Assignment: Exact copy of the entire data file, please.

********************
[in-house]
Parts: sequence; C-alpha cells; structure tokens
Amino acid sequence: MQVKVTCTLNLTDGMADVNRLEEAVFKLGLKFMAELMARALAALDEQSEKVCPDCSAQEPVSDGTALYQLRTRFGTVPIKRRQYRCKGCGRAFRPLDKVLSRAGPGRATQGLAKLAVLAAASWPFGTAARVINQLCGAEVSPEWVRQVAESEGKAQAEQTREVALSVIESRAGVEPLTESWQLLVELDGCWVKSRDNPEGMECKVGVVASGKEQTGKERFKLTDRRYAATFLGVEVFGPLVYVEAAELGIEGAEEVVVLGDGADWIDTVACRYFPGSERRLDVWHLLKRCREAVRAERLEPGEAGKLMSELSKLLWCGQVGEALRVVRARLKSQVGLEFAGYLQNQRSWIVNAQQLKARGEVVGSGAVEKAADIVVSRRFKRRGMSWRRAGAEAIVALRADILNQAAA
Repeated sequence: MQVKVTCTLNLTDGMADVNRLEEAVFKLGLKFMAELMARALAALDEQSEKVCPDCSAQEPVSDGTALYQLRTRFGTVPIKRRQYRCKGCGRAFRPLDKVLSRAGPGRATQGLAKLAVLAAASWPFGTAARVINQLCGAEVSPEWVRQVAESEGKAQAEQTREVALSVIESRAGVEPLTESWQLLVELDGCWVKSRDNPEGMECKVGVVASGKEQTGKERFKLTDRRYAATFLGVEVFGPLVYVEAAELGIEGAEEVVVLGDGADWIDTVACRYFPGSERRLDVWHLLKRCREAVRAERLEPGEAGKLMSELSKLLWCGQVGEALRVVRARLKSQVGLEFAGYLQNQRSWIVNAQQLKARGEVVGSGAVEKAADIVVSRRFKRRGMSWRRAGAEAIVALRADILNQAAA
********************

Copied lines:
[in-house]
Parts: sequence; C-alpha cells; structure tokens
Amino acid sequence: MQVKVTCTLNLTDGMADVNRLEEAVFKLGLKFMAELMARALAALDEQSEKVCPDCSAQEPVSDGTALYQLRTRFGTVPIKRRQYRCKGCGRAFRPLDKVLSRAGPGRATQGLAKLAVLAAASWPFGTAARVINQLCGAEVSPEWVRQVAESEGKAQAEQTREVALSVIESRAGVEPLTESWQLLVELDGCWVKSRDNPEGMECKVGVVASGKEQTGKERFKLTDRRYAATFLGVEVFGPLVYVEAAELGIEGAEEVVVLGDGADWIDTVACRYFPGSERRLDVWHLLKRCREAVRAERLEPGEAGKLMSELSKLLWCGQVGEALRVVRARLKSQVGLEFAGYLQNQRSWIVNAQQLKARGEVVGSGAVEKAADIVVSRRFKRRGMSWRRAGAEAIVALRADILNQAAA
Repeated sequence: MQVKVTCTLNLTDGMADVNRLEEAVFKLGLKFMAELMARALAALDEQSEKVCPDCSAQEPVSDGTALYQLRTRFGTVPIKRRQYRCKGCGRAFRPLDKVLSRAGPGRATQGLAKLAVLAAASWPFGTAARVINQLCGAEVSPEWVRQVAESEGKAQAEQTREVALSVIESRAGVEPLTESWQLLVELDGCWVKSRDNPEGMECKVGVVASGKEQTGKERFKLTDRRYAATFLGVEVFGPLVYVEAAELGIEGAEEVVVLGDGADWIDTVACRYFPGSERRLDVWHLLKRCREAVRAERLEPGEAGKLMSELSKLLWCGQVGEALRVVRARLKSQVGLEFAGYLQNQRSWIVNAQQLKARGEVVGSGAVEKAADIVVSRRFKRRGMSWRRAGAEAIVALRADILNQAAA